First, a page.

There are the multi-colored golf balls with the National Football League team logos displayed on their own wooden wall rack and ceramic figurines wielding golf clubs; the framed collection of NFL belt buckles and, nearby on the same wall, the framed display of Colorado Avalanche tickets from the hockey team's 1996 appearance in the Stanley Cup finals.
Bettenberg is not just a bustling collector; he is also a frantic fan, so the choice of which team memorabilia to display is random. His walls could be decorated with souvenirs from the Avalanche, the Rockies, the Nuggets, the Broncos, the University of Colorado Buffaloes football team or the Lady Buffs basketball squad. He holds season tickets to all.
He loves sports. Yet there is a method to the frenzied clutter. "Gotta stay busy," he explains. "It keeps me outta the bars." It's a throwaway line, but it's taken some time to be one he could laugh at.
Bettenberg grew up the near side of poor in a small town in Minnesota. His father was a housepainter and his mother worked in a store. After attending a small local college, he was offered a scholarship to the University of Denver law school. He'd worked summers for a moving company, a job that had brought him to Colorado; he liked the state and decided to accept the scholarship. After Bettenberg passed the bar in 1971, he stuck around. His first case, which he handled out of an office in his house, was a workers' comp claim for John Denver's brother.
Bettenberg started out as a general practitioner, taking any and all cases. But by 1982, burned out and looking for a change, he decided it was time to try his hand at a new line of work. So he and two partners bought a bar in Federal Heights called Chappy's.
He remembers it as "a wild place, packed all the time, kind of a precursor to all the sports bars you see now--Hooters, places like that. We had it all: women in short pants, everything." He and his buddies fashioned it into a Vikings bar, drawing Minnesota football fans from across the state.
For the first year, Bettenberg worked at the place himself, sometimes managing, sometimes behind the counter pouring drinks. The experience led him to two conclusions. First was that, generally speaking, most people who drink are losers. "When I got into the biz, it really turned my eye," he recalls. "Alcohol drags everybody down."
The second thing was that now that he'd gotten to know the enemy, he recognized it as himself. "It slips up on you," he explains. "You think, 'I'll just stop for happy hour.' And then, somehow, you're there until eight o'clock every night. The natural progression of the disease is that it gets worse and worse--it never gets better, at least as long as you're drinking. It's real sneaky.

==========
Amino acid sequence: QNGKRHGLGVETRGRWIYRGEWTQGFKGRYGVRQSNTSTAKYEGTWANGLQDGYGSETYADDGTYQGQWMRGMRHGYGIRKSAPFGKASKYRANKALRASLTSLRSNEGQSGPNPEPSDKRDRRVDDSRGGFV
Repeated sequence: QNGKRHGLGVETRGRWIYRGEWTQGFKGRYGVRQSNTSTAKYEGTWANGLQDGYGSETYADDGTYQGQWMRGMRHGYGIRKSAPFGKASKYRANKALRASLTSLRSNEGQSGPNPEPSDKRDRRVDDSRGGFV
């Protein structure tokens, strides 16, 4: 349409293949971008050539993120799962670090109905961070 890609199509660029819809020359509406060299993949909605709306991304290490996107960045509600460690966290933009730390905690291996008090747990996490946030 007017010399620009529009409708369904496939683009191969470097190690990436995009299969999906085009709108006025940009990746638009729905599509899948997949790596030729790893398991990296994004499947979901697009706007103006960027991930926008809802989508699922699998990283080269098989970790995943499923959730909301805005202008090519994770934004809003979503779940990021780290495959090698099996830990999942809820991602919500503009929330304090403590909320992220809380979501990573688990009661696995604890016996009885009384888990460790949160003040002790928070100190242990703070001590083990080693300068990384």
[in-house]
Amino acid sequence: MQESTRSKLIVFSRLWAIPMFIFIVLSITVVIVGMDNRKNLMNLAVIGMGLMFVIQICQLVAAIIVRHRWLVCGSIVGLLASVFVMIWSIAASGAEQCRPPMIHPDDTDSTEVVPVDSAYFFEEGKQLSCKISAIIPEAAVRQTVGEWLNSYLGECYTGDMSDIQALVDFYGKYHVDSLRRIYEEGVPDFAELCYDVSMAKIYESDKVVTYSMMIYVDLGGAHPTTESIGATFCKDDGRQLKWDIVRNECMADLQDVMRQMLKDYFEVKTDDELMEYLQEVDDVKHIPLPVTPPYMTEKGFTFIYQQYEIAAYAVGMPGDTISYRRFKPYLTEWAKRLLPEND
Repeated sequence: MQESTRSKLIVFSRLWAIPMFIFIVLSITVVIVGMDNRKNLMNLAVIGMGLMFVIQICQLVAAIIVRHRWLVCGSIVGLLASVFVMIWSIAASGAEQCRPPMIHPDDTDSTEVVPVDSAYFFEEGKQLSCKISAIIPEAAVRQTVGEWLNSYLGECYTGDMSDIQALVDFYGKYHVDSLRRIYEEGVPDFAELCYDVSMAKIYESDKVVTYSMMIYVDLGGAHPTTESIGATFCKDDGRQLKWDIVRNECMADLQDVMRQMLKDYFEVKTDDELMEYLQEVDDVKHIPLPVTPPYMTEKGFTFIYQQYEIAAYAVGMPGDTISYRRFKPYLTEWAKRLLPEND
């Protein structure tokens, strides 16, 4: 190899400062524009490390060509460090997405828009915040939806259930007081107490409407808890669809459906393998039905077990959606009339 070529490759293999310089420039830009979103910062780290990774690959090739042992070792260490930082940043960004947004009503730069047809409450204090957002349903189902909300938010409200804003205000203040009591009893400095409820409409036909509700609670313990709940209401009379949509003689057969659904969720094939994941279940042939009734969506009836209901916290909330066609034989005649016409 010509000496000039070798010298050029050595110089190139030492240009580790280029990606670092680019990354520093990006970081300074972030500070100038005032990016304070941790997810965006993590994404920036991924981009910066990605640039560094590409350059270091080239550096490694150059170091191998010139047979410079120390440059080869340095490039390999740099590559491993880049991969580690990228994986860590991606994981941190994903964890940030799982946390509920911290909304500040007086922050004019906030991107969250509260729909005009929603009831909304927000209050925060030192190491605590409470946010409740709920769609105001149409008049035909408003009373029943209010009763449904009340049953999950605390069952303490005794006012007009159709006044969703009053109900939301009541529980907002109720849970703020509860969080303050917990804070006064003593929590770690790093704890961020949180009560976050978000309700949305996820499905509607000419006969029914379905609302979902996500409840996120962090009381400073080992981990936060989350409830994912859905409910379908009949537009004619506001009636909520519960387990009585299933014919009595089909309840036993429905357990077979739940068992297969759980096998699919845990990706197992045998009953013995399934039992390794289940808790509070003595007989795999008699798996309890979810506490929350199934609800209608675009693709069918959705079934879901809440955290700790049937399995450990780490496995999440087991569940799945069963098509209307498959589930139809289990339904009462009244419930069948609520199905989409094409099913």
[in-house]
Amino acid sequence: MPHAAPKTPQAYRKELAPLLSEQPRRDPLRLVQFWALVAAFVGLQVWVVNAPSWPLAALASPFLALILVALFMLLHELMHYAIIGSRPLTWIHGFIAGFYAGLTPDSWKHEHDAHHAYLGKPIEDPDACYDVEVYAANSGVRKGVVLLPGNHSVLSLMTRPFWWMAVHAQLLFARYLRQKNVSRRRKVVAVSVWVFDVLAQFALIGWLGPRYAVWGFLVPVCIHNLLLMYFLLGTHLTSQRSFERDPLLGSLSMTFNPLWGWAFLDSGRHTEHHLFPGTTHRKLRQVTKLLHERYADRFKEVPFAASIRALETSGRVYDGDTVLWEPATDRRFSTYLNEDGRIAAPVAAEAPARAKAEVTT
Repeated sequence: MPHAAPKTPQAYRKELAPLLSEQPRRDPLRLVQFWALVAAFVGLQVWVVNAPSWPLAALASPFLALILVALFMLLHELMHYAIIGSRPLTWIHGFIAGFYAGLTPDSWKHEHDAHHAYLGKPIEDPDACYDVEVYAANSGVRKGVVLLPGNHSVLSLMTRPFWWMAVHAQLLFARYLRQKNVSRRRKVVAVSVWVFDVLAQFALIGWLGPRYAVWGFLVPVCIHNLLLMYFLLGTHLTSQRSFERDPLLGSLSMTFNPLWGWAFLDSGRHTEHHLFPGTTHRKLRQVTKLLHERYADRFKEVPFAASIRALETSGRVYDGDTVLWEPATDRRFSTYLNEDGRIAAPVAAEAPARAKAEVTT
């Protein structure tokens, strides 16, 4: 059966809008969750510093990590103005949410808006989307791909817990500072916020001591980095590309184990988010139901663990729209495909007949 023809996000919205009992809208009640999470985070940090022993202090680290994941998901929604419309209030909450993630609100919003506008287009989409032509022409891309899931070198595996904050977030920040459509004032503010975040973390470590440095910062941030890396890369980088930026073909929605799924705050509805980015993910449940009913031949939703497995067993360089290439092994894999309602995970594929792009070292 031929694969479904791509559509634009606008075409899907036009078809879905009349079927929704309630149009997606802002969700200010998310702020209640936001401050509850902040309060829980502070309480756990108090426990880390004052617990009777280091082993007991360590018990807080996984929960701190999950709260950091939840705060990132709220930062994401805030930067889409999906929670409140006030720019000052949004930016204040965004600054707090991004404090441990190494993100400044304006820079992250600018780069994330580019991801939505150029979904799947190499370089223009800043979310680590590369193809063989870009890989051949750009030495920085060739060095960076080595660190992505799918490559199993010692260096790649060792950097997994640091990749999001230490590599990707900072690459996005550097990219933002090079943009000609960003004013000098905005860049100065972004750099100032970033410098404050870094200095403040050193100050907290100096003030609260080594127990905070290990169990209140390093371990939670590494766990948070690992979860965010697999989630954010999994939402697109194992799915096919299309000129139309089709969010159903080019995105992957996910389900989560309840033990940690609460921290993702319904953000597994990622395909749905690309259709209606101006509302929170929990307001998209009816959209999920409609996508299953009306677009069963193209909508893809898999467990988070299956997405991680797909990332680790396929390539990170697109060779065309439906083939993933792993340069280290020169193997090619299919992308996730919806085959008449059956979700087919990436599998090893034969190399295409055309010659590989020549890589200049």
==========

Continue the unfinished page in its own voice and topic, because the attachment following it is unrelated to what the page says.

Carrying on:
"I would go on the wagon for six months at a time. But the thing is, I had to drink as much after six months to get the same effect as before I'd quit. You build up a tolerance."
He'd handled a few DUI cases before buying the bar, so he drew on his understanding of the law, knowing what would impress a cop, what wouldn't. At the end of the night, he'd perform roadside sobriety tests on himself in the bar. If he did tolerably well, he would leave for home. "It was like, 'Okay, I passed. Gimme an onion. I'm outta here.'"
Problem was, if he didn't do tolerably well, he'd still leave. "Have I ever driven drunk? Yeah. Oh, yeah. Of course. Are you kidding? Oh, yeah."
The Day came thirteen years ago. He'd been in Las Vegas gambling and, because it was so simple, drinking--and drinking hard. "Everything there promotes it," he says. "You don't have to drive, all the drinks are cheap, or free." He'd had taken advantage, and now he was on the plane home, continuing the party.
"I remember getting on and ordering a beer," he says, "and saying, 'You know, that's it. I'm done with that shit.'" He didn't finish the beer, and he hasn't taken a drink since.
When he returned to law, Bettenberg began picking up more and more DUI cases until that was all he had. He has chosen to represent the driving drunk because it makes good business sense, but also because he is not naive. "There's nobody I won't represent as long as they take responsibility for their actions," he says. "So don't come in here and tell me you're innocent. That's bullshit. I don't want to hear that, and if I do, I'll kick your ass."
Some of his clients he directs to treatment programs; others he's let take the fall. In a case earlier this year, he had the defense pegged, an easy score, a quick dismissal. But the defendant was a kid and needed to see that he had made a mistake. "If he was an adult, I would have had this case flushed," he says. "But I know his dad, and we agreed he needed to be taught a lesson."
"I'm not for alcohol," he adds. "I think it's destructive. It's as destructive as any illegal drug that exists. But it's not against the law to drink in this state, and it's not against the law to drink and drive in this state.
"If the cops and prosecutors don't violate a person's constitutional rights, they're gonna win. They got the evidence, they got the law, they got the public sentiment. So do it right. Don't do it shitty. If the ends always justify the means, then let's get rid of the Constitution, and if we don't want people to drink, let's return to Prohibition. But don't come in with bullshit cases against DUI.